Another common question that I get is related to Vitamin D.  It seems the popularity and use of Vitamin D in supplement form has risen and a lot of people are becoming savvy about the details and necessity of this, but for those who are asking, let’s cover the Vitamin D 101 conversation today.  Do you need Vitamin D supplements and if so, which ones and how much?

The easy answer is yes, you need it, and you need a fair amount of it.  So here are the basics.

Like anything in the body the production of Vitamin D involves a complicate chemical process.  In this case, it comes through a process of Ultraviolet Light contacting your skin, and the ensuing chemical reactions happening within the skin cells, producing Vitamin D from Cholesterol.  This is why its important to get direct contact with the sun for small amounts of time (around 30 min) each day.  Exposure to just your head and hands doesn’t seem to be enough though, and certainly in our part of the world our exposure to direct sunlight during the winter is extremely limited.  So, if we depend on the natural production of Vitamin D through sunlight exposure, the science is showing pretty clearly that we’ll end up in a drastic Vitamin D deficiency.

Vitamin D deficiency is no laughing matter.  This needs to be taken seriously.  The science now shows a direct link to over 200 genetic processes within your cells that will be hindered by a deficiency in Vit D.  And these altered processes are linked to a huge myriad of health issues and impending disease, including all of the biggest killers and disablers.

So, if it’s near impossible in our cold climate to produce enough Vit D naturally, and the result of not doing so is disease and disfunction, then its pretty clear that supplements are essential.  You can get some from natural food sources such as Salmon, Tuna, Sardines, Trout, Mackerel, and egg yolks. Cod Liver Oil supplements will provide some as well.  But that list of foods are not staples in a regular Canadian diet plan (although it might be argued they should be).  The science, therefore, is showing that synthetic supplements are essential.  So, to answer the basic question, yes, you should be taking a vitamin D supplement every day.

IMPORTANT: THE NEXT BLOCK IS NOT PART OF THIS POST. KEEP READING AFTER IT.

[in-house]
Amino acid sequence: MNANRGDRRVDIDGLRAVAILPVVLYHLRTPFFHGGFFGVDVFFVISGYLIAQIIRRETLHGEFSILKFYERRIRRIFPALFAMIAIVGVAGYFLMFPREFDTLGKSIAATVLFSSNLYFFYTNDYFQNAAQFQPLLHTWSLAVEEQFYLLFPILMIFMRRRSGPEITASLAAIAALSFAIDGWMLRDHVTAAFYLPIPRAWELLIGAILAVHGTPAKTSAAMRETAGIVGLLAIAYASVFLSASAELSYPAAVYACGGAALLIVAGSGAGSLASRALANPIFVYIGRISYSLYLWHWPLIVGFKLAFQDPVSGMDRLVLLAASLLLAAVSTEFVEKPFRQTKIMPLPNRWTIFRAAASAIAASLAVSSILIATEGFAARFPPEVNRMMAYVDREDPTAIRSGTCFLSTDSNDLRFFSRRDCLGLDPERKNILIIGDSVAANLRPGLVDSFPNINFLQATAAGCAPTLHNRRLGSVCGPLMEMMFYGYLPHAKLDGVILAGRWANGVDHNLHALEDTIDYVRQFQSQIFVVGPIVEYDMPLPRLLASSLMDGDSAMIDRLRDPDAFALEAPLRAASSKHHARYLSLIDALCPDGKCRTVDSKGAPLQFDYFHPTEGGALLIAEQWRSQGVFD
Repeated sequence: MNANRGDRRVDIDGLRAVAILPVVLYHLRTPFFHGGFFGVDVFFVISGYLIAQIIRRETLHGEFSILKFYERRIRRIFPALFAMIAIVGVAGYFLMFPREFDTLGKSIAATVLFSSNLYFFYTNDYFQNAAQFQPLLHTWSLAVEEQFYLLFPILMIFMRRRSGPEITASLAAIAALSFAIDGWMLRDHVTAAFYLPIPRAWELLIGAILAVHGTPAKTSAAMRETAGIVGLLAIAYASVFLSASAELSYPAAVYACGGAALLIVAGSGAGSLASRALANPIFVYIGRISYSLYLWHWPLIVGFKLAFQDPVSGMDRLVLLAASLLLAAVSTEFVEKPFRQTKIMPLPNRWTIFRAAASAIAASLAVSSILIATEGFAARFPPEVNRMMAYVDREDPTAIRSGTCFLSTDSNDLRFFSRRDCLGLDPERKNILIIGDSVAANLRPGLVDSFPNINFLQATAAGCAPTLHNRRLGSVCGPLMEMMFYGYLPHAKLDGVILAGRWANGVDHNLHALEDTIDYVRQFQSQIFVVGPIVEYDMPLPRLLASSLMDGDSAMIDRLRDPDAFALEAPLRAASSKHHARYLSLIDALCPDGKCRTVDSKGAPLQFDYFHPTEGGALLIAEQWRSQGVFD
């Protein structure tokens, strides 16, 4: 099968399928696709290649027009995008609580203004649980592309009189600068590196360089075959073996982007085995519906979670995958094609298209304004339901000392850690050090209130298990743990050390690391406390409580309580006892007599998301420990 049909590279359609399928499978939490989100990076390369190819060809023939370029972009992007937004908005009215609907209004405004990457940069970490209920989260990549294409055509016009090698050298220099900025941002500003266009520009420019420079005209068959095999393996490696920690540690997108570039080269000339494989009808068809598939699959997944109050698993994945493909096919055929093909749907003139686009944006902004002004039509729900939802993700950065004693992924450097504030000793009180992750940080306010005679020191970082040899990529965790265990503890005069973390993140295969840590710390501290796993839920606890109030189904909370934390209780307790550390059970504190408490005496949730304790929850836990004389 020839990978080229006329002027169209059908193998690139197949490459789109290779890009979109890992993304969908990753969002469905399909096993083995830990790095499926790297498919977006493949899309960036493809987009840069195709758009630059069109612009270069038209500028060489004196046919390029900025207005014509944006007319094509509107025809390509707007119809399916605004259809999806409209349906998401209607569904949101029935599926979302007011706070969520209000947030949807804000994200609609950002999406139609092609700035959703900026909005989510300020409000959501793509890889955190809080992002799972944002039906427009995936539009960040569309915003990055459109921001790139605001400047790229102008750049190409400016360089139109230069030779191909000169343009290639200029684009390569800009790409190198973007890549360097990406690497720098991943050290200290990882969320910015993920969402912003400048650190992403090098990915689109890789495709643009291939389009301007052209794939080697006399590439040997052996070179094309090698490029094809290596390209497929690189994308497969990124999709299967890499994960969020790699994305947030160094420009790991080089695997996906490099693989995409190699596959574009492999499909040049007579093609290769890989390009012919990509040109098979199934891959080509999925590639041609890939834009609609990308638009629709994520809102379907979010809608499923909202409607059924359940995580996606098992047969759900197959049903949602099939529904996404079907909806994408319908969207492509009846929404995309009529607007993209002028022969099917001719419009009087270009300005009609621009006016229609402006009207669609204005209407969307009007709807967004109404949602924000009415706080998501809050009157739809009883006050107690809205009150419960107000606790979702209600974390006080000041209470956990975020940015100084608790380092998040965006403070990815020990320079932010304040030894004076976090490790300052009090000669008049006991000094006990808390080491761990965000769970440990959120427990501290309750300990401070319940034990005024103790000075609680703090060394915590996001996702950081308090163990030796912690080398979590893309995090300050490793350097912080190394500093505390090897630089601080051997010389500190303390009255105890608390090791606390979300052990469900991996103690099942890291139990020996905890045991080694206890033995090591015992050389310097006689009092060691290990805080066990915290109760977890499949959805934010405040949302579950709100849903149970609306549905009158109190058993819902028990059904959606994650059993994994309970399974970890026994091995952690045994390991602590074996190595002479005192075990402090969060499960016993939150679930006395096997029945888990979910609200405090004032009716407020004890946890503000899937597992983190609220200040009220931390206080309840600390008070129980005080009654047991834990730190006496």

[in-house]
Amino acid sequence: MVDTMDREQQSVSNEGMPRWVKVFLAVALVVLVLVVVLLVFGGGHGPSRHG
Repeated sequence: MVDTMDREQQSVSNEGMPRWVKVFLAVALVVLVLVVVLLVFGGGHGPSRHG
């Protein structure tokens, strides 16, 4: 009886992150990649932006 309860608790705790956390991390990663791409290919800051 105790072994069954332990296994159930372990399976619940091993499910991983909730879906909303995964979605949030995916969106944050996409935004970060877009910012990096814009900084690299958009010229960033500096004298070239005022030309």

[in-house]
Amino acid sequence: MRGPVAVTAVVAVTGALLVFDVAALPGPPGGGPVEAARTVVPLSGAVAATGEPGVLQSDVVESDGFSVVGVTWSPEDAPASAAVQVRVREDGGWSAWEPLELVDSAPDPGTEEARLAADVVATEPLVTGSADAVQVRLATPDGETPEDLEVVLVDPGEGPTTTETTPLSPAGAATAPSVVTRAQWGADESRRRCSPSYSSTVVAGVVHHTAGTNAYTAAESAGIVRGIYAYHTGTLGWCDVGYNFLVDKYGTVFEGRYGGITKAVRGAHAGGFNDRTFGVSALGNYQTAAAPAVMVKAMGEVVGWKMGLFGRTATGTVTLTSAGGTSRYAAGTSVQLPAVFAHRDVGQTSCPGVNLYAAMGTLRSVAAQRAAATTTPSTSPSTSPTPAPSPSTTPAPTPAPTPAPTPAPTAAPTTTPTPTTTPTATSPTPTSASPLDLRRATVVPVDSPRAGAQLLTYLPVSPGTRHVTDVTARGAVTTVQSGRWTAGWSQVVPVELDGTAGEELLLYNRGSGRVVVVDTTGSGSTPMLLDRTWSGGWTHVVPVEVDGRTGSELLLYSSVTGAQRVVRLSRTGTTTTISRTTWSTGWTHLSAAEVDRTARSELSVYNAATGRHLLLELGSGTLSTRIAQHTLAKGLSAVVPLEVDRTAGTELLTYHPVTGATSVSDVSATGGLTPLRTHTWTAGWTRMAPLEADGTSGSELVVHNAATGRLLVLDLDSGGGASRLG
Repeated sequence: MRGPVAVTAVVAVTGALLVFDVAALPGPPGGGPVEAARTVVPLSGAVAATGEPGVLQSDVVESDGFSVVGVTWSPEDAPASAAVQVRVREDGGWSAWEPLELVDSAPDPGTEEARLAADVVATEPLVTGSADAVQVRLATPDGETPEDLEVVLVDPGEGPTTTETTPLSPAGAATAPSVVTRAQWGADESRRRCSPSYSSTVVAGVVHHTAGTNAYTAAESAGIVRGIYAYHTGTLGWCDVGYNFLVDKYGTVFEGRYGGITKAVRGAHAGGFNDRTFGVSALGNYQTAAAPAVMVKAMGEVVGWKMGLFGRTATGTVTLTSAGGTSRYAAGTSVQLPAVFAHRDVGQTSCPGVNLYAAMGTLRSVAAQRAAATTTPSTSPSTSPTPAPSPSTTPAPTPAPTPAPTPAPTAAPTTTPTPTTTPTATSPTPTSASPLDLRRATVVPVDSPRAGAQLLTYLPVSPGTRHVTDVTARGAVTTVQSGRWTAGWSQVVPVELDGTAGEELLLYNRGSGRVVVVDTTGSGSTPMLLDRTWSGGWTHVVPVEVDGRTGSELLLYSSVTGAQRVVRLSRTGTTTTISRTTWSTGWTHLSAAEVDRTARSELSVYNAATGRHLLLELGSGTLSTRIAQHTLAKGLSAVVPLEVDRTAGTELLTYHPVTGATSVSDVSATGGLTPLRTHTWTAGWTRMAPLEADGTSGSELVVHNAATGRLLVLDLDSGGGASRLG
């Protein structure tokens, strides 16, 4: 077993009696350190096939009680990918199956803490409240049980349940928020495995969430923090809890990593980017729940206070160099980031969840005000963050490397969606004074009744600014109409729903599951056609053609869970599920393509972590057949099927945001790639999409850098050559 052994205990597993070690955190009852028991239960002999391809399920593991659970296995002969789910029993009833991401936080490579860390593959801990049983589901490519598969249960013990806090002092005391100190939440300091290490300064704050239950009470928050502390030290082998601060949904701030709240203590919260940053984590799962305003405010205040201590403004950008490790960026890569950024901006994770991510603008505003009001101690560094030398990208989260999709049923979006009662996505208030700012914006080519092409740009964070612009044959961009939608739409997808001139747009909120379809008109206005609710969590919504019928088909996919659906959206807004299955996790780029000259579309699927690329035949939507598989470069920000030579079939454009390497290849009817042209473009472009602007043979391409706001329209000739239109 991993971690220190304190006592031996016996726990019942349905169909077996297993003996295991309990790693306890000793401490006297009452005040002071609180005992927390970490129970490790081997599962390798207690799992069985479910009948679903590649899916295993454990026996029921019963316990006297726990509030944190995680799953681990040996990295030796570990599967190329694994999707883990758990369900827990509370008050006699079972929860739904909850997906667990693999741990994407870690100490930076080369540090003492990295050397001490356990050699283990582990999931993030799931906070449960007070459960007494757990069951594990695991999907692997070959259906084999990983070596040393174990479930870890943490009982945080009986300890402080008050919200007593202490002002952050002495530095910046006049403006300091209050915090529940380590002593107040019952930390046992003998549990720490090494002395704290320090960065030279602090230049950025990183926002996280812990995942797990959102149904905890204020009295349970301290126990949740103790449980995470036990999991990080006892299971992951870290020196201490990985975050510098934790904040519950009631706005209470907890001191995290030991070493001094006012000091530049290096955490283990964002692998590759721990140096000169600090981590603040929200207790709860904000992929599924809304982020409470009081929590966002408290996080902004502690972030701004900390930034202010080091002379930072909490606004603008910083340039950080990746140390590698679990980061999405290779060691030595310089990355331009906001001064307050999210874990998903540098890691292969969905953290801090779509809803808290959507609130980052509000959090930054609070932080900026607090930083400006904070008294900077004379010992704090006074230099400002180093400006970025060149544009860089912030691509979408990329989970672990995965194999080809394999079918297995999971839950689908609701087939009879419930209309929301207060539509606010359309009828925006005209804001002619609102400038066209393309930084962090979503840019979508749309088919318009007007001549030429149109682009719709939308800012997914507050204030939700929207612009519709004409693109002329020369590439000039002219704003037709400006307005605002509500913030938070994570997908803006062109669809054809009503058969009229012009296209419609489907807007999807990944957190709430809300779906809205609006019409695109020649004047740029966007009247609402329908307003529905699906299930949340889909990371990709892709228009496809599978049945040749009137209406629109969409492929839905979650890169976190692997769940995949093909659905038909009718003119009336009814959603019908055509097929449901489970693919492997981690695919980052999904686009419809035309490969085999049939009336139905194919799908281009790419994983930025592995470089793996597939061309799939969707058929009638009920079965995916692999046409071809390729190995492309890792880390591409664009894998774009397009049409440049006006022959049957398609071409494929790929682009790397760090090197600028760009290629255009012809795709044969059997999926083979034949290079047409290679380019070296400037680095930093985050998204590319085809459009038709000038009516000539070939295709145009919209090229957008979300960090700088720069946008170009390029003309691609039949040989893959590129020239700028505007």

There are 2 types of Vit D supplements you’ll typically find in the vitamin aisle.  Vitamin D2 and Vitamin D3.  You want D3 (Cholecalciferol).  D3 is shown to be almost twice as affective at raising blood levels of Vitamin D.

D3 supplements are measured in International Units (IU).  The daily minimum recommended intake is 1000IU for kids and 2000IU for adults.  If you’re new to these supplements or away from them for a while and don’t spend much time in the sun you could likely do well with about a month of higher doses (5000IU per day), but long term that 2000IU is shown to be very effective.

Some people seem worried about Vitamin D toxicity.  This is a real thing, but the science doesn’t support a cause for concern.  You’d need to artificially consume over 10,000IU per day over several months before you’d start to show symptoms of this issue.  You’d kind of need to make a purposeful effort to create blood levels high enough to cause toxicity.

Now, standard disclaimer that conversations with your doctor and/or pharmacist are always advisable before starting any new supplement regime, but it is well argued that a conversation about starting this particular supplement is worth your time.